Talking Points: Promoting Self-Esteem Online

Talking Points: Promoting Self-Esteem Online

Being online is now an integral part of teenage life, and the opportunities the internet offers provides young people with many positive benefits. However, just like in the offline world, life online also comes with its share of ups and downs. 

Young people place a lot of value in the interactions they have and the content that they come across in the online spaces they spend time in. The likes, comments, and followers they receive, and the lifestyle ideals that are presented to them can all help to make or break their mood or self-esteem. Parents and carers can support teenagers by encouraging them to gain perspective and an understanding of how people present themselves online.

Why is the online world so important to young people?

As in the offline world, being online provides young people with a platform for self-expression, building relationships, and learning about things that they are interested in. Teenagers want to ‘fit in’ online, and look to it as a place to get social validation – getting a ‘Like’ or comment on your Tik Tok video from someone you admire in school could feel just like getting that thumbs up from them in real life. 

Unfortunately, it can also be a place which provides unreasonable benchmarks for teenagers to compare themselves to. For some, their level of confidence or self-esteem can become connected to a numbers game of ‘like and comments’, or by unfairly comparing their lives to the idealistic ‘norms’ they are presented with when they go online. These days, unrealistic standards are set much closer to home, not just by celebrities, models, or influencers but also by their peers. Many young people carefully curate their online lives, showing only the best and most enviable moments, which are often further enhanced by filters and editing apps.

Navigating this issue is often further complicated by the online/social media providers themselves, who’s algorithms determine what content is displayed on their newsfeeds.

 

An important step in promoting positive online self-esteem within your child is to engage in an ongoing conversation with them.

Talking Points

 

  • How do you feel about the amount of likes or interactions your online posts receive?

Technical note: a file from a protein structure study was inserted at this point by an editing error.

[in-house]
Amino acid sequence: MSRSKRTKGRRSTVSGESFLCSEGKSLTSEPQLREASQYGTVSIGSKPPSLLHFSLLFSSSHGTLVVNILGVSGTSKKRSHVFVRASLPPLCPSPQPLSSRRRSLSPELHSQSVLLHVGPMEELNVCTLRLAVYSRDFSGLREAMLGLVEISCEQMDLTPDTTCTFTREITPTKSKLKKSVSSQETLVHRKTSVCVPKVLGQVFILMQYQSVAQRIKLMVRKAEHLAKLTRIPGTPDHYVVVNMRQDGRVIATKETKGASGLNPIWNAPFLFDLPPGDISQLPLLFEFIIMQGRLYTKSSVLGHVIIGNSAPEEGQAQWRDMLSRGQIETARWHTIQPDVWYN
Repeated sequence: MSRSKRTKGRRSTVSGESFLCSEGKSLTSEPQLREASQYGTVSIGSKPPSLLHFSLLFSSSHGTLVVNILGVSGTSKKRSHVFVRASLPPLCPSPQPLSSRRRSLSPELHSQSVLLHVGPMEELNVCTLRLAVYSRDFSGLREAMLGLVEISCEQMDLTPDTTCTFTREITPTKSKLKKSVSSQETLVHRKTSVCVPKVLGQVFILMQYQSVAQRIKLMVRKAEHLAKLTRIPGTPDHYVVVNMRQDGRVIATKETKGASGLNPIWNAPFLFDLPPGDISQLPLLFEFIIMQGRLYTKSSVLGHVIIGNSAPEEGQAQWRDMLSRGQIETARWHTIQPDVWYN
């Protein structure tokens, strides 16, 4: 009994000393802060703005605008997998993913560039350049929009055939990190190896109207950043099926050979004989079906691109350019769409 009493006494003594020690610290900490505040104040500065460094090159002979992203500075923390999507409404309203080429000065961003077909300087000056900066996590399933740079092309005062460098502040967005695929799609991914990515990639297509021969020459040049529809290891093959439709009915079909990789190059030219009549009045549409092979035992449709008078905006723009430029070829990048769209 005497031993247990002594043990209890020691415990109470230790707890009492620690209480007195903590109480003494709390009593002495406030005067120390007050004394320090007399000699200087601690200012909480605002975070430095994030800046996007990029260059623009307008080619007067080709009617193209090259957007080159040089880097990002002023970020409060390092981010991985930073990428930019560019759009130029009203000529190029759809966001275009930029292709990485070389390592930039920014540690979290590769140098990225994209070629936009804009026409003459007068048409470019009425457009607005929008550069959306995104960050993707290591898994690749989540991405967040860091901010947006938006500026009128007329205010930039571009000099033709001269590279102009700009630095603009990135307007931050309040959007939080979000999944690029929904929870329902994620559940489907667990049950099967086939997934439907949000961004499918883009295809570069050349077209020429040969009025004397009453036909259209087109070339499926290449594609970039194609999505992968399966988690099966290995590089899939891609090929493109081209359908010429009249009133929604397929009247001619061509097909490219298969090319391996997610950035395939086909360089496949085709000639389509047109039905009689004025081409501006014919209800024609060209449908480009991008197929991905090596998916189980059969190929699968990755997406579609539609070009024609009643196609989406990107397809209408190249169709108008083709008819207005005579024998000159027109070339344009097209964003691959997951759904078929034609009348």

Many teens are very conscious of the image they project when they post content, and even take into account the timing of when they post it in order to maximise the potential number of likes that the post could get. This can be a good opportunity to encourage them to take the time to consider what impact this may be having on them, and also to remind them that the number of likes they get is not a realistic barometer of their value as a person. Instead encourage them to focus on the positive friendships that they do have.

 

  • Have you ever deleted a post because it didn’t get enough likes? It’s not uncommon for teenagers to delete a post on social media if it doesn’t get enough likes. Explore why they felt motivated to delete a post to get a better understanding of how they want to present themselves online and any pressure they may be feeling.

 

  • Is how you see people on the internet and social media the same as how you would see them in real life?

Encourage them to see the full picture – people usually post a heavily edited version of their lives online, and while your child may be aware of this to some extent, it is a good idea to explore how this can lead to creating unrealistic expectations. Have a chat with them about how a snapshot in time is not a full reflection of reality and so is not a reliable benchmark for success.

 

  • Why might people want to present themselves in a certain way when they are online?

Tease out what might influence people to present themselves in a way – what may be the vested interest? For example, looking at a celebrity or influencer, is the lifestyle or image they portray influenced by advertising or marketing?  Encourage your child to think critically about the content that is posted by people online, including by other young people.

 

  • What content makes you feel upset or unhappy?

Talk to your child about the people or content that they like to follow, and if there are themes or trends that upset them suggest that they unfollow or hide these posts. It can be a good way to protect them from comparing themselves to others.

 

  • Can you tell me about the content or people online make you happy 

Discuss following people who share positive content and encourage them to have more of this in their newsfeed.

 

  • What offline activities do you like to do? 

Encourage your child to take an occasional break from being online, and to make time for doing activities that they like.  Spending time with friends or exercise are great for relieving stress and boosting your mood.